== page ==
I learned William Blake’s A Cradle Song through a music class I was taking my infant to and I still sing it to him as a lullaby at bedtime. It is incredible to think Blake never had children of his own when he can evoke such strong imagery and capture so well those feelings a mother has when singing her child to sleep.
William Blake wrote the poem A Cradle Song in 1789 as part of his book Songs of Innocence. Songs of Innocence is an exquisitely made book of collected poems on children and the battle between the corruption of the world and the innocence of youth. These days, the book is just published for the poems, but originally, they were made up of engraved, hand-printed color illustrations by Blake himself.
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In the poem, the mother sings to her child, asking the child to sleep through the night. The word “sweet” is used 10 times in the poem. She sees the divine in her infant’s face. The weeping aspect in the poem comes from the mother wishing to protect her child from all the corruption of the world.
Even though the mother is saddened she won’t be able to shield her little one forever, she has faith that it will be okay. The song ends with her stating how harmonious heaven and earth feel when she sees her child smile. It is a very powerful image and a strong connection between the physical and spiritual worlds that Blake conjures.
A Cradle Song: The poem
Sweet dreams form a shade,
O’er my lovely infants head.
Sweet dreams of pleasant streams,
By happy silent moony beams
Sweet sleep with soft down.
Weave thy brows an infant crown.
Sweet sleep Angel mild,
Hover o’er my happy child.
Sweet smiles in the night,
Hover over my delight.
Sweet smiles Mothers smiles,
All the livelong night beguiles.
Sweet moans, dovelike sighs,
Chase not slumber from thy eyes,
Sweet moans, sweeter smiles,
All the dovelike moans beguiles.
Sleep sleep happy child,
All creation slept and smil’d.
Sleep sleep, happy sleep.
While o’er thee thy mother weep
Sweet babe in thy face,
Holy image I can trace.
Sweet babe once like thee.
Thy maker lay and wept for me
Wept for me for thee for all,
When he was an infant small.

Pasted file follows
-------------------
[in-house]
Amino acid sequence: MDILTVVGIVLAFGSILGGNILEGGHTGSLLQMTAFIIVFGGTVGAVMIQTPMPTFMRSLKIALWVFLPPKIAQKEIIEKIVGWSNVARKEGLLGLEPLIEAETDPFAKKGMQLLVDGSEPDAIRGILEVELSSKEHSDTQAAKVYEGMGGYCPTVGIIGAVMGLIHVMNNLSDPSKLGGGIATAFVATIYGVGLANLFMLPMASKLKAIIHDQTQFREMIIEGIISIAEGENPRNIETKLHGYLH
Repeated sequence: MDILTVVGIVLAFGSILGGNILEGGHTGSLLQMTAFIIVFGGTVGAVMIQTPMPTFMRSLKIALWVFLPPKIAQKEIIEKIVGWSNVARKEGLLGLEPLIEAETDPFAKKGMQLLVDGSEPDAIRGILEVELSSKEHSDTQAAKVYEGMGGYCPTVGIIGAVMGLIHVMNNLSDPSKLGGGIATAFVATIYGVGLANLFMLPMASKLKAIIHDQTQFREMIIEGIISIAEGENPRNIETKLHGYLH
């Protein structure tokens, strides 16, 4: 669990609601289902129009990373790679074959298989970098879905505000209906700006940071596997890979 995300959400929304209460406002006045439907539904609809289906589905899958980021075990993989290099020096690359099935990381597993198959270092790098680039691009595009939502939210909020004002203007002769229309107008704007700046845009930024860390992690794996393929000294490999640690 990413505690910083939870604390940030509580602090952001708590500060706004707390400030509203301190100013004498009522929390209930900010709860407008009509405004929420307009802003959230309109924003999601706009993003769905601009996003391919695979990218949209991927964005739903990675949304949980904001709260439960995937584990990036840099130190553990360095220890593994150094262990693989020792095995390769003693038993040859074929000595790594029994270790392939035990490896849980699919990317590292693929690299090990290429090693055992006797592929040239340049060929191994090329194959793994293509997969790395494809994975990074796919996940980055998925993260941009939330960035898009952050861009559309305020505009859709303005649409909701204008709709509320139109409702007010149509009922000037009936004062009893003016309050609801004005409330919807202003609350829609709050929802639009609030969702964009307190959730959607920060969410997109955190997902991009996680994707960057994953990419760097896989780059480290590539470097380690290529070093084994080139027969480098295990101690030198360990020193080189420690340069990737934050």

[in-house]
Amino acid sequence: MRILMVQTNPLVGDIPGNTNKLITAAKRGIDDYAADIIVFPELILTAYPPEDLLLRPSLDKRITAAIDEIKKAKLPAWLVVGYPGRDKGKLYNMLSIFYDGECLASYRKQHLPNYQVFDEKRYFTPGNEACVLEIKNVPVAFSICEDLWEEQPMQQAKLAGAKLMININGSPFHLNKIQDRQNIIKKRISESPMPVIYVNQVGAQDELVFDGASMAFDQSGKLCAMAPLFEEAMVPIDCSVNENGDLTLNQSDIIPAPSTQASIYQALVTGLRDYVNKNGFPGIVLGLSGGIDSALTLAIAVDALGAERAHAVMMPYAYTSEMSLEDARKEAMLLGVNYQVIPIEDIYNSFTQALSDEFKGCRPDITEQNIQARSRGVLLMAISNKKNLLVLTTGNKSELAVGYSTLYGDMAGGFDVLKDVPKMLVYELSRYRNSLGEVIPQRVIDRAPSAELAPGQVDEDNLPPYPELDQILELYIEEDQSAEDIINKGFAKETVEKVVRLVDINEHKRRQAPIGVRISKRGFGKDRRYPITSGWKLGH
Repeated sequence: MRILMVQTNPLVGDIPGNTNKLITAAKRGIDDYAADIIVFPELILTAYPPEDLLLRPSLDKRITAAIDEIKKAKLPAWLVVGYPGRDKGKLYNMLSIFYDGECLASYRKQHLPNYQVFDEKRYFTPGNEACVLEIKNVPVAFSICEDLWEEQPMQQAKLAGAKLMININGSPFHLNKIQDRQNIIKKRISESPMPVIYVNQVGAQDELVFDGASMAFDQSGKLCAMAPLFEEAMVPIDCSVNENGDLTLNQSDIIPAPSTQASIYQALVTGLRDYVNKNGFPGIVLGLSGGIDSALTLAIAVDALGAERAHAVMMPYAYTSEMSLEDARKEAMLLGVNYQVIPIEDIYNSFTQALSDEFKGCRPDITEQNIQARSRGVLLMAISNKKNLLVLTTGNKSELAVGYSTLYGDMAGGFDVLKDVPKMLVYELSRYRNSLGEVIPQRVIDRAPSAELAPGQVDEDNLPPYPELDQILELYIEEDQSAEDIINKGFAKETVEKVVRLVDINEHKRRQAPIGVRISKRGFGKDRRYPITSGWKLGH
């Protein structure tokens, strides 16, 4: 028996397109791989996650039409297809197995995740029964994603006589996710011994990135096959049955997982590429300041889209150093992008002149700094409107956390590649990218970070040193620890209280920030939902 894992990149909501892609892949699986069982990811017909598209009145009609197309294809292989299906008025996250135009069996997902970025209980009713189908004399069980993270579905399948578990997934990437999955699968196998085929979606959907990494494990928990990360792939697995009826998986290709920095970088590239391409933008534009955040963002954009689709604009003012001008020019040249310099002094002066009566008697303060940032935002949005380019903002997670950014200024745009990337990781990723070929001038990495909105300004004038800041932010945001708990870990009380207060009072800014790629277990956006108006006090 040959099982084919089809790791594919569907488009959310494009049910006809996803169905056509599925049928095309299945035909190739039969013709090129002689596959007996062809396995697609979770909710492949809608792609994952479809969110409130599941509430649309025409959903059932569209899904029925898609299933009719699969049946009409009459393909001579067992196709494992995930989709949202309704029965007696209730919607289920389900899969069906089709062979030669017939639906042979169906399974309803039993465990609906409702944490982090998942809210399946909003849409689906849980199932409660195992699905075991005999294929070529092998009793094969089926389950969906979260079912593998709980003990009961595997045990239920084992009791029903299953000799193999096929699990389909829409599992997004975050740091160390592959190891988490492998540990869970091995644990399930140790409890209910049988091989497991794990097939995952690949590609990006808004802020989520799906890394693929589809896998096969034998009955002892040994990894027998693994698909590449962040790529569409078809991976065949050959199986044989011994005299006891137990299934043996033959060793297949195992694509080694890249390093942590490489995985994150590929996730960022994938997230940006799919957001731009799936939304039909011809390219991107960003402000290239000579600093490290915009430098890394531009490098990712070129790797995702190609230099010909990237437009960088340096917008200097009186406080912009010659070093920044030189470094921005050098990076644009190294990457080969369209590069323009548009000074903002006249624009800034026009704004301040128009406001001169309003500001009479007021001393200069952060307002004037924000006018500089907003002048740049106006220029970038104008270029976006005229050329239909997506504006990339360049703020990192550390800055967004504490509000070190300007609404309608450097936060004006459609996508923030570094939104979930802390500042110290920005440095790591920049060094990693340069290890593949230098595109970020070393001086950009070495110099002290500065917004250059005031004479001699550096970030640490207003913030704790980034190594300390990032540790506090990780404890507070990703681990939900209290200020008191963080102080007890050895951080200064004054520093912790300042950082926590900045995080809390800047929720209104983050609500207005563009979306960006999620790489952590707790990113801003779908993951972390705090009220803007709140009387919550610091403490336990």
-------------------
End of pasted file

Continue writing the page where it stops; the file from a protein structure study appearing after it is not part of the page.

Thou his image ever see.
Heavenly face that smiles on thee,
Smiles on thee on me on all,
Who became an infant small,
Infant smiles are His own smiles,
Heaven & earth to peace beguiles.
A Cradle Song: The music
So now that you’ve read the words, listen to a snippet of this beautiful melody with its meaningful lyrics.
Music Together is an organization that operates all over the world. They connect early childhood music development. In Melbourne, I attended a weekly class with my young one. In this class, we sang songs, danced, played instruments, and at the end, we lay down while the teacher sang a lullaby and played an instrument. We were given a songbook and CD or access to digital copies online each term with a focus on one instrument.
The quality of music and the stories behind each one are a learning experience not just for the child, but also for the mother, father, or carer who shares the experience with the little one. Also, many songs are in a different language, so the child is getting good exposure to other languages, hearing a wide range of sounds, classical poetry, and cultures, and connecting with their loved ones through music.
Many lockdowns meant classes had been held online for a while with possibly a few online classes staying open to cater for those who live remotely, but wanted to join in still. So it is worth checking out if you don’t have a local one in your area — joining the online class. Every teacher we have come across so far has warmed my little one’s heart and sparked great joy for music in him.